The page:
Built in the 7th century and dedicated to Lord Shiva as Manimahesh, a shikara style temple is the main shrine of the Chaurasi Ttemple complex. A life size bull idol of Nandi, in polished brass, guards the entrance. Spread over the ground are 84 other temples, giving the place its name of Chaurasi, meaning 84 shrines in the local dialect.
The Lakshna Devi temple with an idol of a four armed goddess Durga as slayer of Mahishasura, the demon, is believed to the oldest temple here. Other important temples at the compound are that of Narsingh, Dharmeshvar Mahadev and Ganpati Ganesh.
Overlooking Bharmaur, 4 kms for the town, on a hill is the temple of Bharmani Mata, considered as the guardian goddess of the valley. All pilgrims who go for the annual Manimahesh pilgrimage, only do so after starting by taking a holy dip in a pool at this temple to seek the Devi’s blessing for a safe journey into the high mountains.There are many trekking trails of easy to stiff grades in and around Bharmaur. Many adventure seekers from the country and foreigners take to summer camping and trekking in these valleys.The Atal Bihari Vajpayee Institute of Mountaineering and Allied Sports, Manali operates a Mountaineering Center at Bharmaur, where training is imparted in rock climbing, mountaineering, skiing and other adventure sports. The center also organizes treks, for which it does provide basic equipment’s like tents, sleeping bags and other trekking gear.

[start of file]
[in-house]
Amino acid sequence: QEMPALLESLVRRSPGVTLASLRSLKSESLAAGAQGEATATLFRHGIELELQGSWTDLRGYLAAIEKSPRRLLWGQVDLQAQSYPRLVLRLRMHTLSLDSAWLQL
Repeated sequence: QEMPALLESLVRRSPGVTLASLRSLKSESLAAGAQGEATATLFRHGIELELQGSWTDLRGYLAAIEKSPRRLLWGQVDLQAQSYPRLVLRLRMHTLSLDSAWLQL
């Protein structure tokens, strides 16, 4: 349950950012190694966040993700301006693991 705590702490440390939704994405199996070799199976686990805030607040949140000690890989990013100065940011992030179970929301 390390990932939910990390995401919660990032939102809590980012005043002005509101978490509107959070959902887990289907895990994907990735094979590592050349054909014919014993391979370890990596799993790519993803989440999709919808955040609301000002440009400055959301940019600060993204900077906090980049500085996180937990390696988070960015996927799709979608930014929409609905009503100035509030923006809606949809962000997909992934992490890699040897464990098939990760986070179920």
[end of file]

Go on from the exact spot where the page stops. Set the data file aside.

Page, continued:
Manimahesh Lake

The towering Manimahesh Kailash peak at 5656 meters, reflected in the serene and healing waters of a turquoise lake evokes a spontaneous prayer in pilgrims and trekkers who make the effort to get there.
Manimahesh Lake is an important pilgrimage place. Each year thousands converge for the Manimahesh Yatra in August – September to pay obeisance to Lord Shiva. Singing devotional songs, pilgrims wind their way up an arduous track to bathe in the icy waters of the lake and worship at a small lakeside temple. Belief holds that Lord Shiva resides on the holy peak. Manimahesh is 34 kms from Bharmaur.